Caldo Verde

I don’t think I’ve mentioned this before, but I’ve been unemployed since getting back from Iraq.

It’s hardly tragic. In fact, the majority of the time, I quite enjoy not having a job. My apartment has never been cleaner and I have all day to do silly things like make several batches of homemade pasta and lovingly craft teeny little raviolis for Farrell (who still has a job…no I’m not bitter).

But recently I got caught in a bit of a funk. One day I managed to watch an entire season of “The Office” on Netflix (that “watch instantly” feature is deadly when it comes to getting things done) and…well, that was it for the day. Farrell came home from a long day at his (real) office, we scrounged around our kitchen for some sort of meal to make, and I bemoaned the lack of potential sitting in my fridge.

We settled for leftovers. We had a mediocre dinner and watched Mystery Science Theater 3000 before going to bed.


The next day I woke up and reconsidered things. I made a particularly tasty cup of coffee for myself, set some general short and long-term goals and tackled my day. I could tell my weird unemployment funk was lifted when I looked in my fridge and was instantly inspired for dinner.

Let’s see, I just bought some kale the other day…here’s some chorizo that I defrosted… Do I really want to make empanadas again?…hmm, I have these potatoes that need to get used up too.

A quick search on Foodgawker reminded me of caldo verde, a hearty Portuguese soup that Anthony Bourdain discusses at length in his book Kitchen Confidential. Some of his earliest culinary experiences incorporated the simple pleasures of this soup and other Portuguese-based dishes in a small northeast vacation town. I can’t really give this dish the justice it deserves after reading Bourdain’s description, but believe me, it’s really good.

There are a lot of recipes out there for caldo verde. The basic premise is brown the chorizo, remove the chorizo, soften the onions, add potatoes and lots of water, cook potatoes, add chorizo back and some chopped kale. Simmer, season, consume. Some people blend the potatoes to make a thicker texture, which can be good if you’re in to that (and if you have an immersion blender). It’s just as good with chunks of potatoes, in my opinion, and it also tastes fantastic on the next day.

After that? I wouldn’t know…it was already done by then.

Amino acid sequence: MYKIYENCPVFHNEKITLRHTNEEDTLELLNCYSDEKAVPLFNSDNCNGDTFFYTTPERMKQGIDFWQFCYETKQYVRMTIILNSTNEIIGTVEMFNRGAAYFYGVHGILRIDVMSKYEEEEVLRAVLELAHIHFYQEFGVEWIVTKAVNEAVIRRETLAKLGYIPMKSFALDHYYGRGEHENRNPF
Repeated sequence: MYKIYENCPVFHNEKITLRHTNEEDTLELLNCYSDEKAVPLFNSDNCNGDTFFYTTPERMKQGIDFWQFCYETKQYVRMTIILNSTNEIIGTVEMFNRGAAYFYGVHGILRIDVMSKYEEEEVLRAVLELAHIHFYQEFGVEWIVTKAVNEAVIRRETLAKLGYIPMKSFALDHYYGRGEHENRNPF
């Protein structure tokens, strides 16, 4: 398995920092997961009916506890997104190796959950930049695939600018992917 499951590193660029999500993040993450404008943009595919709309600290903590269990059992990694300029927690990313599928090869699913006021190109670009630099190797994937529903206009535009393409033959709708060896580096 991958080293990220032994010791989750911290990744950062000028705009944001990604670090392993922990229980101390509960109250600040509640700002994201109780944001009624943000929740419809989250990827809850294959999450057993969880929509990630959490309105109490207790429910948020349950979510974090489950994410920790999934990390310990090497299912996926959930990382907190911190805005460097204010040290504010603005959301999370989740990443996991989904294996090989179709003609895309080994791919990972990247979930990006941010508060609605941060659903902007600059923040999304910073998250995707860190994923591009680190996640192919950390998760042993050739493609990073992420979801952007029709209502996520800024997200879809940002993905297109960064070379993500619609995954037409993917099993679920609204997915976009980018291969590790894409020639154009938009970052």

– Caldo Verde – an Ivory Pomegranate recipe
4 links of chorizo
2 medium white onions, diced
3 cloves garlic, diced
3 medium potatoes, cubed
8 cups of water
2 bay leaves
1 bunch of kale, washed and sliced
1 tbsp sea salt
lots of grinds of pepper (I don’t have a more accurate measurement of this, I lost count of how many grinds it took to season the whole batch)
1/2 tsp crushed red pepper flakes (optional)

– Remove casing from chorizo and crumble, or slice links into manageable pieces. Brown in a large stock pot over medium heat. Remove and set aside. Add onions and garlic to pot; cook in rendered chorizo fat until soft.
– Add potato cubes and stir for about thirty seconds. Add water, bay leaves, salt and pepper; simmer until potatoes are tender (about 10 minutes on medium low heat). *Note: You can add more potatoes, I just only had three on hand. This soup could definitely handle extra.
– Add kale and reintroduce chorizo. Cover and simmer on low heat for about 15-20 minutes, or until kale is cooked to your desired doneness. Taste broth and adjust seasoning accordingly. Add red pepper flakes (if desired), remove bay leaves and serve.

This soup came together pretty easily. I started making it with the idea that it would be halfway done by the time Farrell got home from work, so that I wouldn’t bombard him with soup upon walking through the door (or make him wait forever, what a horrible housewife I would be!). Farrell got caught up in a riveting conversation about data visualization and came home much later than I anticipated, so the pot was left simmering (covered, on the lowest heat setting) for an extra half-hour. It was still awesome when he (finally) did get home. It’s a good throw-everything-in-the-pot-and-wait type of meal, but still gives you that wonderful satisfaction of culinary accomplishment.

You know how I know this is good? A friend from Brazil is staying with us and he approved. A total honor. So make this soup, and all your friends will be so impressed with how worldly and internationally savvy you are. You’re welcome.